This doesn’t mean that we are forbidden from saying hard things. Truth considers what is best for the other person, not what they will most like to hear. Jesus speaks truth, but He certainly does not shy away from saying hard things. So, we must also sometimes speak truth into difficult circumstances in words that will be difficult for some to receive. The key, however, is both motivation and goal. Why are we speaking this truth? What do you hope to accomplish by speaking it? Those questions point to the vital distinction between pointless truth and constructive truth.

Pointless truth simply aims to express self. The goal is simply to get something off my chest, say what I want, and make a point. It is not interested in “building up.” It is not concerned about giving grace to the hearer. It is not concerned about glorifying God. Pointless truth says something simply because it can, not because it must. There are loads of examples, but here are a few common forms that I often hear in counseling (and sadly, that I have sometimes said myself):

  • I forgive you for that thing you said/did yesterday – In cases where the offending party is not aware that they said or did something wrong this comment is not aimed at reconciliation. The goal is more closely associated with demonstrating moral superiority, pretending to let something go when in fact you are passive-aggressively pointing it out to the other person. This type of “truth” actually suggests the opposite: I was hurt by that thing you said/did, but don’t want to talk about it.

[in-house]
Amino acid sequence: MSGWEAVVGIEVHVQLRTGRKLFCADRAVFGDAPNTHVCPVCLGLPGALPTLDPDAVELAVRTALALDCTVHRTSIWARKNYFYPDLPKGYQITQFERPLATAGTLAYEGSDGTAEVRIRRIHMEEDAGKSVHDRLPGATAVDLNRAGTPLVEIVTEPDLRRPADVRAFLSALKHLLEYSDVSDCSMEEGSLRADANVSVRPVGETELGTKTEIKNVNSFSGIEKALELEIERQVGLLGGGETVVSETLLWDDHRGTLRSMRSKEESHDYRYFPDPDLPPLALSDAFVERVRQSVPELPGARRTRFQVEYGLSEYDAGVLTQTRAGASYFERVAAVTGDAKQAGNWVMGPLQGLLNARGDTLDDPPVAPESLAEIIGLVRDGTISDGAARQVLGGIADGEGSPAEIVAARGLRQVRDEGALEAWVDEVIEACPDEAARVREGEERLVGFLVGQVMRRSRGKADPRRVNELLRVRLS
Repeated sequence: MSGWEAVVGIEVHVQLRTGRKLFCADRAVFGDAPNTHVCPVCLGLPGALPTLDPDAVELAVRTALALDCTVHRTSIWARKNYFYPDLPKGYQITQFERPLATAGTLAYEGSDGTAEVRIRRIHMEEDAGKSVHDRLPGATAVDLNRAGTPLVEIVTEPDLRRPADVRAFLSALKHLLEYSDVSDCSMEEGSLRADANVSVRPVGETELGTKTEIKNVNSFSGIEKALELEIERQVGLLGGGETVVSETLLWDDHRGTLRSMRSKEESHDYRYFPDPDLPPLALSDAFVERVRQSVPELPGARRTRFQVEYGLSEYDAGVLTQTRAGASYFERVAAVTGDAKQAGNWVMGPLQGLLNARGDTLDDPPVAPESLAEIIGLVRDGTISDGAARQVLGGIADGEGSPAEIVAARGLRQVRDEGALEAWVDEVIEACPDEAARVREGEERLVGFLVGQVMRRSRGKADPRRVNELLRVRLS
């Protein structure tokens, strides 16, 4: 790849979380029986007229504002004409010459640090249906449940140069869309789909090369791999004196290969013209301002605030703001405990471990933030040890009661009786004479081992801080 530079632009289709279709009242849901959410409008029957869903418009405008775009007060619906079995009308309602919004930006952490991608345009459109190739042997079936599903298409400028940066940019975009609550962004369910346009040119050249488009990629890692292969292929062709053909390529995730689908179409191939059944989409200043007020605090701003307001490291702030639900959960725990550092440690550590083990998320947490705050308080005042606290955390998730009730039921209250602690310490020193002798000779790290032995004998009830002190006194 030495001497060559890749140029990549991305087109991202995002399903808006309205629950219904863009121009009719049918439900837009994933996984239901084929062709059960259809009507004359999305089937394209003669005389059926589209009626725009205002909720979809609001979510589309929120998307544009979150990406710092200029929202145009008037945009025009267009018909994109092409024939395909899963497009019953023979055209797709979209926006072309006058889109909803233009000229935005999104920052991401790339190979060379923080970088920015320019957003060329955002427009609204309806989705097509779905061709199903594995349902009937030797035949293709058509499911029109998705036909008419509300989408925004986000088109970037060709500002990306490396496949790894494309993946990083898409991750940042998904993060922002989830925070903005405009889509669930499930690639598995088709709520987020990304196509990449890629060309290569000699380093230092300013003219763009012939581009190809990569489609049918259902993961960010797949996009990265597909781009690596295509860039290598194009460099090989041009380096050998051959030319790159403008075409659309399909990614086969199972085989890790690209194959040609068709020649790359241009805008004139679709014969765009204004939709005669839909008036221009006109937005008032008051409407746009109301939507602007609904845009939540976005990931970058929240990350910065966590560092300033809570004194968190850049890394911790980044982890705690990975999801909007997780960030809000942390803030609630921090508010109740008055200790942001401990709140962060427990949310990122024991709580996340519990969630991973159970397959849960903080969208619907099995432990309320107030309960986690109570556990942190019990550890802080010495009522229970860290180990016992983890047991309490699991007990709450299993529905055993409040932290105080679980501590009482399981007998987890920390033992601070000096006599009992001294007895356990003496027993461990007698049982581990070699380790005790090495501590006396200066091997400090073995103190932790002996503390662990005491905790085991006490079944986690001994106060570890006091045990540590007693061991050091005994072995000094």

• I used to hate _______ about you- These types of comments about past feelings don’t give grace to the hearer. If there are issues in the present relationship that need to be addressed and resolved then those should be discussed, but pointing to personal frustrations from the past don’t have value. If you’ve worked through those feelings, let issues go, or forgiven in your heart, then there’s nothing left to address and mentioning it in this way unnecessarily causes hurt.
  • I wish I had married someone else/I wish I were still single – Unless your contemplating divorce these types of comments do nothing to actually address issues within a marriage. They may be true thoughts, but they don’t actually help repair relationships, rebuild trust and unity, and give grace to the hearer. They are “truths” intended to sting, more destructive than constructive.

There are many more examples, but the key is to note the unfruitful nature of the comments. They don’t contribute to relationship building, they don’t have a clear purpose for being expressed, and they don’t offer God’s grace to the hearer. We may say hard things to one another sometimes, but it’s clear in those moments that we are trying to improve our relationship, or help one another address sinful patterns. These comments don’t do that. In that regard they are more “unwholesome talk” than “speaking the truth in love,” according to Paul.

Your spouse needs more than truth, they need truth in love. Wisdom invites us not simply to blurt out every thought and feeling we have, but to consider when, how, and if we should say things. Pointless truth focuses on self, but constructive truth seeks to honor God and give grace to others through what we say. Speak the truth to your spouse, but speak constructively.

 

Comments

  1. Garry Lloyd says:

    Reblogged this on Xcaptive .